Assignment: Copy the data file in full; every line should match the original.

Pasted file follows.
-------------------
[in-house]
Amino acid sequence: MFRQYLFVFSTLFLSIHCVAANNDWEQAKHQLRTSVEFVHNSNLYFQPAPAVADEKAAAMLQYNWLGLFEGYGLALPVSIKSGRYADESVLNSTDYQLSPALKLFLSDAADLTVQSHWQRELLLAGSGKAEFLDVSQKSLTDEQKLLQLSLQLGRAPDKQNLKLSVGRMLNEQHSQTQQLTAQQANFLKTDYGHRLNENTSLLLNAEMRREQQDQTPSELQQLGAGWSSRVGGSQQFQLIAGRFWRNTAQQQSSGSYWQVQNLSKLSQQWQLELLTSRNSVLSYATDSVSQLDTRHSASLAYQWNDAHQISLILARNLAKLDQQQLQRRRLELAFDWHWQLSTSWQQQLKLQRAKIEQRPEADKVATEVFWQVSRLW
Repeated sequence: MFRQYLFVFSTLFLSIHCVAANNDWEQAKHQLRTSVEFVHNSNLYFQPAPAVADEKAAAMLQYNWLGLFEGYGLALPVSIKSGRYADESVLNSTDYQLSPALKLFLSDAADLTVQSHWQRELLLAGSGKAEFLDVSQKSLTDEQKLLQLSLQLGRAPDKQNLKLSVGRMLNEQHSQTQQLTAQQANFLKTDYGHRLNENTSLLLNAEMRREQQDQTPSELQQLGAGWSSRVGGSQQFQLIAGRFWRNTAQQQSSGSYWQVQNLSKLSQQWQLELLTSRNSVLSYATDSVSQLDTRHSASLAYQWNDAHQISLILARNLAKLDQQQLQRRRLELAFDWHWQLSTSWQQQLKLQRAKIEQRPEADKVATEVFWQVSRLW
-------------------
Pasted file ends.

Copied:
[in-house]
Amino acid sequence: MFRQYLFVFSTLFLSIHCVAANNDWEQAKHQLRTSVEFVHNSNLYFQPAPAVADEKAAAMLQYNWLGLFEGYGLALPVSIKSGRYADESVLNSTDYQLSPALKLFLSDAADLTVQSHWQRELLLAGSGKAEFLDVSQKSLTDEQKLLQLSLQLGRAPDKQNLKLSVGRMLNEQHSQTQQLTAQQANFLKTDYGHRLNENTSLLLNAEMRREQQDQTPSELQQLGAGWSSRVGGSQQFQLIAGRFWRNTAQQQSSGSYWQVQNLSKLSQQWQLELLTSRNSVLSYATDSVSQLDTRHSASLAYQWNDAHQISLILARNLAKLDQQQLQRRRLELAFDWHWQLSTSWQQQLKLQRAKIEQRPEADKVATEVFWQVSRLW
Repeated sequence: MFRQYLFVFSTLFLSIHCVAANNDWEQAKHQLRTSVEFVHNSNLYFQPAPAVADEKAAAMLQYNWLGLFEGYGLALPVSIKSGRYADESVLNSTDYQLSPALKLFLSDAADLTVQSHWQRELLLAGSGKAEFLDVSQKSLTDEQKLLQLSLQLGRAPDKQNLKLSVGRMLNEQHSQTQQLTAQQANFLKTDYGHRLNENTSLLLNAEMRREQQDQTPSELQQLGAGWSSRVGGSQQFQLIAGRFWRNTAQQQSSGSYWQVQNLSKLSQQWQLELLTSRNSVLSYATDSVSQLDTRHSASLAYQWNDAHQISLILARNLAKLDQQQLQRRRLELAFDWHWQLSTSWQQQLKLQRAKIEQRPEADKVATEVFWQVSRLW